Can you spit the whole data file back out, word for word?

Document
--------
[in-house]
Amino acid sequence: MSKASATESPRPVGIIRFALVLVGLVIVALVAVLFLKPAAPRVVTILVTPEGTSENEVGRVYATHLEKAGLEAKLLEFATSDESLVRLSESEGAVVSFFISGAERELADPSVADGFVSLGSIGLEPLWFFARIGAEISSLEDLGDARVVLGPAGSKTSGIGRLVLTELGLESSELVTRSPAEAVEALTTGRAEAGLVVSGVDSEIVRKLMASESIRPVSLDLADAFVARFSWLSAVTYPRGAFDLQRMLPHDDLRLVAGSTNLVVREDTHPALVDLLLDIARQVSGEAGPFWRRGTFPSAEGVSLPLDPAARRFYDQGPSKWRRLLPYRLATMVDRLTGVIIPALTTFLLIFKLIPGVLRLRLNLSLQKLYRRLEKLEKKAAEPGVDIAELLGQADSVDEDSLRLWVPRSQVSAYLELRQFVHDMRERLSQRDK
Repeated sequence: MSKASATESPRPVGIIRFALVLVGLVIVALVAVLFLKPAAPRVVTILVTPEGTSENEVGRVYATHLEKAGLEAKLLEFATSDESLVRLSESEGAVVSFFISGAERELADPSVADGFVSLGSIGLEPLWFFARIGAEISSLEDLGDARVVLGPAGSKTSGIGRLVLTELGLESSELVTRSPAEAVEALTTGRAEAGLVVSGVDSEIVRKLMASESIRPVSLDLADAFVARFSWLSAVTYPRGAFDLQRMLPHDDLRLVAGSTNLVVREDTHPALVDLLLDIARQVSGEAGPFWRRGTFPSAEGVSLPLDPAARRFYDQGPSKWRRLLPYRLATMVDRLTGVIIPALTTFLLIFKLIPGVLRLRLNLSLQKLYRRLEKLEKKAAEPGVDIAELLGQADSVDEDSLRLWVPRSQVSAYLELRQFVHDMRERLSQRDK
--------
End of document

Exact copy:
[in-house]
Amino acid sequence: MSKASATESPRPVGIIRFALVLVGLVIVALVAVLFLKPAAPRVVTILVTPEGTSENEVGRVYATHLEKAGLEAKLLEFATSDESLVRLSESEGAVVSFFISGAERELADPSVADGFVSLGSIGLEPLWFFARIGAEISSLEDLGDARVVLGPAGSKTSGIGRLVLTELGLESSELVTRSPAEAVEALTTGRAEAGLVVSGVDSEIVRKLMASESIRPVSLDLADAFVARFSWLSAVTYPRGAFDLQRMLPHDDLRLVAGSTNLVVREDTHPALVDLLLDIARQVSGEAGPFWRRGTFPSAEGVSLPLDPAARRFYDQGPSKWRRLLPYRLATMVDRLTGVIIPALTTFLLIFKLIPGVLRLRLNLSLQKLYRRLEKLEKKAAEPGVDIAELLGQADSVDEDSLRLWVPRSQVSAYLELRQFVHDMRERLSQRDK
Repeated sequence: MSKASATESPRPVGIIRFALVLVGLVIVALVAVLFLKPAAPRVVTILVTPEGTSENEVGRVYATHLEKAGLEAKLLEFATSDESLVRLSESEGAVVSFFISGAERELADPSVADGFVSLGSIGLEPLWFFARIGAEISSLEDLGDARVVLGPAGSKTSGIGRLVLTELGLESSELVTRSPAEAVEALTTGRAEAGLVVSGVDSEIVRKLMASESIRPVSLDLADAFVARFSWLSAVTYPRGAFDLQRMLPHDDLRLVAGSTNLVVREDTHPALVDLLLDIARQVSGEAGPFWRRGTFPSAEGVSLPLDPAARRFYDQGPSKWRRLLPYRLATMVDRLTGVIIPALTTFLLIFKLIPGVLRLRLNLSLQKLYRRLEKLEKKAAEPGVDIAELLGQADSVDEDSLRLWVPRSQVSAYLELRQFVHDMRERLSQRDK